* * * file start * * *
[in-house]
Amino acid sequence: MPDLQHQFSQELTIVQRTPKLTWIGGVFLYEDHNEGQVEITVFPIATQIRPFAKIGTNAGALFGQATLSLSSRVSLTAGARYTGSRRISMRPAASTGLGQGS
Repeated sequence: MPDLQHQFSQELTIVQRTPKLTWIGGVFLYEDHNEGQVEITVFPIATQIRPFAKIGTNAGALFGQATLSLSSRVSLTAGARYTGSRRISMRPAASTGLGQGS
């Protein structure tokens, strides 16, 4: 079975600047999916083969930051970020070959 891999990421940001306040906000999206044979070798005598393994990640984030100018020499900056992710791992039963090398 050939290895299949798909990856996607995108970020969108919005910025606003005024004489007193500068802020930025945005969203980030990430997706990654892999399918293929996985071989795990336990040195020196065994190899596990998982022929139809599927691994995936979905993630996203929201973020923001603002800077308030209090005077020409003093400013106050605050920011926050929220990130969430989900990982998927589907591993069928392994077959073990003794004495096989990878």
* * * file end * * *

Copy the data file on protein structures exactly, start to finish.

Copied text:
[in-house]
Amino acid sequence: MPDLQHQFSQELTIVQRTPKLTWIGGVFLYEDHNEGQVEITVFPIATQIRPFAKIGTNAGALFGQATLSLSSRVSLTAGARYTGSRRISMRPAASTGLGQGS
Repeated sequence: MPDLQHQFSQELTIVQRTPKLTWIGGVFLYEDHNEGQVEITVFPIATQIRPFAKIGTNAGALFGQATLSLSSRVSLTAGARYTGSRRISMRPAASTGLGQGS
């Protein structure tokens, strides 16, 4: 079975600047999916083969930051970020070959 891999990421940001306040906000999206044979070798005598393994990640984030100018020499900056992710791992039963090398 050939290895299949798909990856996607995108970020969108919005910025606003005024004489007193500068802020930025945005969203980030990430997706990654892999399918293929996985071989795990336990040195020196065994190899596990998982022929139809599927691994995936979905993630996203929201973020923001603002800077308030209090005077020409003093400013106050605050920011926050929220990130969430989900990982998927589907591993069928392994077959073990003794004495096989990878």